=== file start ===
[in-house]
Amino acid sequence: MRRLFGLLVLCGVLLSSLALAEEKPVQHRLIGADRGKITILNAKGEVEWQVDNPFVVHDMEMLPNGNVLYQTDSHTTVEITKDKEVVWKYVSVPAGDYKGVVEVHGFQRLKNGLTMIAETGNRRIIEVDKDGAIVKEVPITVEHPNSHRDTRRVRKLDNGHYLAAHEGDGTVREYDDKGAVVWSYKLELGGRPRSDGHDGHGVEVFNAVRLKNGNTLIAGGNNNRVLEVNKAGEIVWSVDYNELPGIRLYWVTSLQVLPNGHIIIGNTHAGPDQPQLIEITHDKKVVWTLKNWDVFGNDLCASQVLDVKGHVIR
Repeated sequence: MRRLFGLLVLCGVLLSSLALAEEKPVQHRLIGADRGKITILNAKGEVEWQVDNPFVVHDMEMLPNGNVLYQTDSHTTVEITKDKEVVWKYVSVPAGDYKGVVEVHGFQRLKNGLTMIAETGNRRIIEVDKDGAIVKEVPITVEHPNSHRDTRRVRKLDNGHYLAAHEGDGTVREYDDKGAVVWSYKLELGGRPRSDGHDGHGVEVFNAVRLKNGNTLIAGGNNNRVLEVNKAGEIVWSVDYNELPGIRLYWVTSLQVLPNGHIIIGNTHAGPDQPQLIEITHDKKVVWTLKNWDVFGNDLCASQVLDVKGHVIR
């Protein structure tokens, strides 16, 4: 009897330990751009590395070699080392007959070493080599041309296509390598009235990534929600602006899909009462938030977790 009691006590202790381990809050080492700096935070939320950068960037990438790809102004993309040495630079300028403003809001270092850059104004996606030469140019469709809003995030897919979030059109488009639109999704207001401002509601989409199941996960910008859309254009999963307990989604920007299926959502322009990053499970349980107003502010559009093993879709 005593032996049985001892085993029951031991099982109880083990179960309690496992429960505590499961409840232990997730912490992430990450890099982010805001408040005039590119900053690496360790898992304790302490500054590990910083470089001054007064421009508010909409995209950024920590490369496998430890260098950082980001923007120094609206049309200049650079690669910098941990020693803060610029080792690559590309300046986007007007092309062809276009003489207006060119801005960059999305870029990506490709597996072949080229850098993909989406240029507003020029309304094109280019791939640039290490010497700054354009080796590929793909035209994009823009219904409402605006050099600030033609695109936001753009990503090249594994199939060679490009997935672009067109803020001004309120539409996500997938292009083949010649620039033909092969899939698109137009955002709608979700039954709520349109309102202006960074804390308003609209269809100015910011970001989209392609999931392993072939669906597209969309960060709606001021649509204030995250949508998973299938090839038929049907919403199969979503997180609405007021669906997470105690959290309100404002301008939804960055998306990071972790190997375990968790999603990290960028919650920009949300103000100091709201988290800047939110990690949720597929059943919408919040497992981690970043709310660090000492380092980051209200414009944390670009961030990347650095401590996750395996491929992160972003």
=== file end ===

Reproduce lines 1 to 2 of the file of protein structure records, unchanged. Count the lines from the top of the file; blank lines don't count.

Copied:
[in-house]
Amino acid sequence: MRRLFGLLVLCGVLLSSLALAEEKPVQHRLIGADRGKITILNAKGEVEWQVDNPFVVHDMEMLPNGNVLYQTDSHTTVEITKDKEVVWKYVSVPAGDYKGVVEVHGFQRLKNGLTMIAETGNRRIIEVDKDGAIVKEVPITVEHPNSHRDTRRVRKLDNGHYLAAHEGDGTVREYDDKGAVVWSYKLELGGRPRSDGHDGHGVEVFNAVRLKNGNTLIAGGNNNRVLEVNKAGEIVWSVDYNELPGIRLYWVTSLQVLPNGHIIIGNTHAGPDQPQLIEITHDKKVVWTLKNWDVFGNDLCASQVLDVKGHVIR